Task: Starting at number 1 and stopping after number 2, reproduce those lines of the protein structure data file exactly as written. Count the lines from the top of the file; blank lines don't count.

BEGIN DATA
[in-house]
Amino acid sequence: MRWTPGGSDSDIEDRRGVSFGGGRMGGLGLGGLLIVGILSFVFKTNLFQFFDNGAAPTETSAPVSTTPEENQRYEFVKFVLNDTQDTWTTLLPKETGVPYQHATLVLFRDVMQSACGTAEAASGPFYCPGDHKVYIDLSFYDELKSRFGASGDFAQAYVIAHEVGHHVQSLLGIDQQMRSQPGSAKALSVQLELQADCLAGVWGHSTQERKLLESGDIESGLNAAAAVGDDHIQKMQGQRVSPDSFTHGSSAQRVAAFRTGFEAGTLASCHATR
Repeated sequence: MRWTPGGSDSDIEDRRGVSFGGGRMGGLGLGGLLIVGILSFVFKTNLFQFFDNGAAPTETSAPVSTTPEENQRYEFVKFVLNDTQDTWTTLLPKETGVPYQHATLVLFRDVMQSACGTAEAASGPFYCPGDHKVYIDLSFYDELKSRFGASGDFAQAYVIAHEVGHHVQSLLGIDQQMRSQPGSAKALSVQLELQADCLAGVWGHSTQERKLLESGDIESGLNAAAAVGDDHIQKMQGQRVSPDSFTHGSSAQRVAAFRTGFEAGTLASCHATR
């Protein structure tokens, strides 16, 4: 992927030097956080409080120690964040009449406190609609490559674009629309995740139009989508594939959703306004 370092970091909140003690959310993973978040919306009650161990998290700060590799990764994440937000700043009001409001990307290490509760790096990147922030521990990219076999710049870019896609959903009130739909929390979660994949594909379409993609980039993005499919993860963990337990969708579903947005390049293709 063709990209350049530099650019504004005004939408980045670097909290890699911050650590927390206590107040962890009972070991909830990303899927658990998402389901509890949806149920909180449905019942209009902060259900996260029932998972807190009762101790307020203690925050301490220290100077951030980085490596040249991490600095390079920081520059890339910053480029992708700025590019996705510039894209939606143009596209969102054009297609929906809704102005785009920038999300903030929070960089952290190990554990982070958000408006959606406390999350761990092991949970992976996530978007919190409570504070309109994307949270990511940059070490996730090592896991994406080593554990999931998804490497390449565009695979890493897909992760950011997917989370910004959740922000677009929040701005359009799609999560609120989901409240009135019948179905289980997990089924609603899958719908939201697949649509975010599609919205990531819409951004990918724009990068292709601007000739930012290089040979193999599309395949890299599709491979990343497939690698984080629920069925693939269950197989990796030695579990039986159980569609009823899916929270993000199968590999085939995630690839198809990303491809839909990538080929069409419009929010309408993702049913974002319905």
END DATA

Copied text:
[in-house]
Amino acid sequence: MRWTPGGSDSDIEDRRGVSFGGGRMGGLGLGGLLIVGILSFVFKTNLFQFFDNGAAPTETSAPVSTTPEENQRYEFVKFVLNDTQDTWTTLLPKETGVPYQHATLVLFRDVMQSACGTAEAASGPFYCPGDHKVYIDLSFYDELKSRFGASGDFAQAYVIAHEVGHHVQSLLGIDQQMRSQPGSAKALSVQLELQADCLAGVWGHSTQERKLLESGDIESGLNAAAAVGDDHIQKMQGQRVSPDSFTHGSSAQRVAAFRTGFEAGTLASCHATR